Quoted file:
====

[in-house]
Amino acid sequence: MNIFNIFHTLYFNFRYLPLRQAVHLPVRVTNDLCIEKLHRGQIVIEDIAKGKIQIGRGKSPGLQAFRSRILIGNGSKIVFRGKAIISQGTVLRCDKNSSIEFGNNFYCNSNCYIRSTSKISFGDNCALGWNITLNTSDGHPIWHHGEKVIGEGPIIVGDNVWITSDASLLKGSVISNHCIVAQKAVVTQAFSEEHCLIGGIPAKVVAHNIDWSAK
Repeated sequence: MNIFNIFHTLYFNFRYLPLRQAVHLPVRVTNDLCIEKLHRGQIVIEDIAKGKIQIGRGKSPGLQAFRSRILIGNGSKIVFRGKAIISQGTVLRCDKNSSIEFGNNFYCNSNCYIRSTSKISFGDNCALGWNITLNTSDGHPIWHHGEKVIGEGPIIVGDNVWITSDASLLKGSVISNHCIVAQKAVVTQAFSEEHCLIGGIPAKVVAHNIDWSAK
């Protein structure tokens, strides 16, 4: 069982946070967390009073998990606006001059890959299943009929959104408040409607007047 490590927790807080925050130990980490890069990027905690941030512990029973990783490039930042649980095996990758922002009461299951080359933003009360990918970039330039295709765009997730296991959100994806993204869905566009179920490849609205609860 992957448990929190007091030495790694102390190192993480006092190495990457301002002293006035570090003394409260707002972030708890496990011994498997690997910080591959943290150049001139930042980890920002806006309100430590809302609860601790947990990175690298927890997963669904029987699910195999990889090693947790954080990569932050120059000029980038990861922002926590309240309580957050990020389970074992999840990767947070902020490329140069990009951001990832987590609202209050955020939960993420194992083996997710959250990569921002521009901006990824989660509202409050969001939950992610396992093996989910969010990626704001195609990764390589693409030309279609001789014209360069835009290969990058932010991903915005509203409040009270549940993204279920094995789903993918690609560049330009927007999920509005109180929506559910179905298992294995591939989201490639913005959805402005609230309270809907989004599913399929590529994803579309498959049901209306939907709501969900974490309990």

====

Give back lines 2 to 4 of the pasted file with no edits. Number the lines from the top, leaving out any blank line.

Amino acid sequence: MNIFNIFHTLYFNFRYLPLRQAVHLPVRVTNDLCIEKLHRGQIVIEDIAKGKIQIGRGKSPGLQAFRSRILIGNGSKIVFRGKAIISQGTVLRCDKNSSIEFGNNFYCNSNCYIRSTSKISFGDNCALGWNITLNTSDGHPIWHHGEKVIGEGPIIVGDNVWITSDASLLKGSVISNHCIVAQKAVVTQAFSEEHCLIGGIPAKVVAHNIDWSAK
Repeated sequence: MNIFNIFHTLYFNFRYLPLRQAVHLPVRVTNDLCIEKLHRGQIVIEDIAKGKIQIGRGKSPGLQAFRSRILIGNGSKIVFRGKAIISQGTVLRCDKNSSIEFGNNFYCNSNCYIRSTSKISFGDNCALGWNITLNTSDGHPIWHHGEKVIGEGPIIVGDNVWITSDASLLKGSVISNHCIVAQKAVVTQAFSEEHCLIGGIPAKVVAHNIDWSAK
């Protein structure tokens, strides 16, 4: 069982946070967390009073998990606006001059890959299943009929959104408040409607007047 490590927790807080925050130990980490890069990027905690941030512990029973990783490039930042649980095996990758922002009461299951080359933003009360990918970039330039295709765009997730296991959100994806993204869905566009179920490849609205609860 992957448990929190007091030495790694102390190192993480006092190495990457301002002293006035570090003394409260707002972030708890496990011994498997690997910080591959943290150049001139930042980890920002806006309100430590809302609860601790947990990175690298927890997963669904029987699910195999990889090693947790954080990569932050120059000029980038990861922002926590309240309580957050990020389970074992999840990767947070902020490329140069990009951001990832987590609202209050955020939960993420194992083996997710959250990569921002521009901006990824989660509202409050969001939950992610396992093996989910969010990626704001195609990764390589693409030309279609001789014209360069835009290969990058932010991903915005509203409040009270549940993204279920094995789903993918690609560049330009927007999920509005109180929506559910179905298992294995591939989201490639913005959805402005609230309270809907989004599913399929590529994803579309498959049901209306939907709501969900974490309990």